Even with as much empathy as I can muster for Jeff, as an Austinite, hometown of Lance Armstrong, this past week that (my name here) has been experiencing such deep humiliation, my feeling is, "It could be much worse."
I have a horrible feeling that the IRS has yet one more horrible surprise in store for Jeff.
Rick did try to warn Jeff, and Jeff's reaction to that was rude and dismissive. Rick deserves to enjoy the moment!
Jeff completely deserves his karmic retribution , but sadly I suspect he won't learn a thing from it. No Southpark-esque "I've learnt something today." Solipsism incarnate. I've zero sympathy for him, particularly after the bad grace and manners he showed when he first met Toggle with Alex. He's hitting 30? God help him. As we say in Clare, "He's in for an awful landing."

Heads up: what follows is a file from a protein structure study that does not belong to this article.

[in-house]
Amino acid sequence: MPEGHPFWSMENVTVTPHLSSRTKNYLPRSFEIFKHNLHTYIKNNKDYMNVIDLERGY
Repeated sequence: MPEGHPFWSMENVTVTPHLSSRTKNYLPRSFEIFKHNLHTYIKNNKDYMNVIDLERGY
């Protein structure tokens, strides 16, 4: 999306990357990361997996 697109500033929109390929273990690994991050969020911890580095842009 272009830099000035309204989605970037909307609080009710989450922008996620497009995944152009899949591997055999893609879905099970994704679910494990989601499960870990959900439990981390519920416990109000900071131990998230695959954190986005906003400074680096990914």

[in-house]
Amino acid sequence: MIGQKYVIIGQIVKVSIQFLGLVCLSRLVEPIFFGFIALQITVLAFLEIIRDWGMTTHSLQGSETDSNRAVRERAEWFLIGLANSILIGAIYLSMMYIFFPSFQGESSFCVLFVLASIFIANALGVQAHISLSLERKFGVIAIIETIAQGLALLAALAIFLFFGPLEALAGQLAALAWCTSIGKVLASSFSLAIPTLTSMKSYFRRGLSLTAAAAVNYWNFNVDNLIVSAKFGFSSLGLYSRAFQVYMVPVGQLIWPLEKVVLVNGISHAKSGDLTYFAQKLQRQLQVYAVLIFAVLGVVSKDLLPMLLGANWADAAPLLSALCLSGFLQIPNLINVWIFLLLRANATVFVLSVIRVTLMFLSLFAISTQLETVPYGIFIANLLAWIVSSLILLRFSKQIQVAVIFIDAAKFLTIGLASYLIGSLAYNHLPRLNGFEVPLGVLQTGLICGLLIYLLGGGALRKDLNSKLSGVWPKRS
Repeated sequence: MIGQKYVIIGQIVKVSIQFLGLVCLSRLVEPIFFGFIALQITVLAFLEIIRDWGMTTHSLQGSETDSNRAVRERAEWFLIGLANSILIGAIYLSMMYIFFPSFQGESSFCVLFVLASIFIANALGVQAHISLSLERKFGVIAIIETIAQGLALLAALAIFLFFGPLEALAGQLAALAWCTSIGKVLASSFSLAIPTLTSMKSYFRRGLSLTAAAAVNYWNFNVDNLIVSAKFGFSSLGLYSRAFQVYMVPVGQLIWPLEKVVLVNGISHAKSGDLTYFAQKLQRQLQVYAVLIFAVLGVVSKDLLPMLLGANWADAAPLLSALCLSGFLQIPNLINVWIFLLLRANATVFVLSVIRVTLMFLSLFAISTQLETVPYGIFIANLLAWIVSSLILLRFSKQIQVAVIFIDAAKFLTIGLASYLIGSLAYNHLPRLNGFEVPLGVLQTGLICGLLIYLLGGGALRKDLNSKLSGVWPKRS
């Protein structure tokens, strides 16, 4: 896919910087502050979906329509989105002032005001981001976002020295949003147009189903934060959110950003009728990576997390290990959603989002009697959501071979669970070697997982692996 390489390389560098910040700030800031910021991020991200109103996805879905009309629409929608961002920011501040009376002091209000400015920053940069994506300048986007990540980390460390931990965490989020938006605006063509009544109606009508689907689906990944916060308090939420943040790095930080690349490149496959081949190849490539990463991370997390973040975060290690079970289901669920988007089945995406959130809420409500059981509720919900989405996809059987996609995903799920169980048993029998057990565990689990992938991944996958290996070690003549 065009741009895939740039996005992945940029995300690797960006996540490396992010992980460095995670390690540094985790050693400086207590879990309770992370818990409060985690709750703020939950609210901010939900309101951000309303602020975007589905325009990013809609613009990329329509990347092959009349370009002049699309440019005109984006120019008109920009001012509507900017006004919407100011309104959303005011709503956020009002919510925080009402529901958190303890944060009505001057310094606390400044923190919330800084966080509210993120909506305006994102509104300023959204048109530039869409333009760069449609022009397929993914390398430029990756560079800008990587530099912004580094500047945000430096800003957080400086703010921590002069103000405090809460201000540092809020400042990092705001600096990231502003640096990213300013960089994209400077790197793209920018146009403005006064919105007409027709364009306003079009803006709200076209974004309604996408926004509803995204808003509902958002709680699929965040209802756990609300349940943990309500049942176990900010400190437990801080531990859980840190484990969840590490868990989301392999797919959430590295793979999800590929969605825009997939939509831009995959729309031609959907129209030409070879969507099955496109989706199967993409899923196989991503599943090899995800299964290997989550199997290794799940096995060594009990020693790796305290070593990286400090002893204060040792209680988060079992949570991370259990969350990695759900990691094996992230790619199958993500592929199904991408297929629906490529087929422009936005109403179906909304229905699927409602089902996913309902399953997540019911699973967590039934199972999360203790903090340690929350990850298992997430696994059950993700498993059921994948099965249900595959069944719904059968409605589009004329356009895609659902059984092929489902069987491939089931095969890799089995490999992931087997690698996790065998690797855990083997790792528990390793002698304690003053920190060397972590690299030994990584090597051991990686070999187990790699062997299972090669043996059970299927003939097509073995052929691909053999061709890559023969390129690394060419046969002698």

Your Flashback of 15 years ago with Lacey talking to Dick is beautiful. Their relationship is one of the gems of the Doonesbury Series. I find their continuing dialog profoundly moving.
Jeff Redfern's financial failure is mirrored in real life by many. His father Rick's reaction, though understandable given Jeff's previous smugness, seems inordinately cruel. When I was in a similar situation (no mansion, but job loss) my father didn't laugh, he growled out a speech on the virtues of self-reliance and almost didn't let me back into the house (my mother filibustered on my behalf). Now that some years have passed, and both my parents are gone, I am somewhat wistful reading Jeff's plight. On one hand, I almost (almost!) wish Jeff would have made his literary fantasies a success. On the other, I take a moment of schadenfreude in watching him come down to earth. Could Jeff have "made it"? Maybe. J.K. Rowling struck literary gold, as have others. Jeff's big mistake was thinking (I can't be sure, but I'll bet it was something like this) "if she can do it, so can I." Wrong. It's not that easy; otherwise everyone would do it.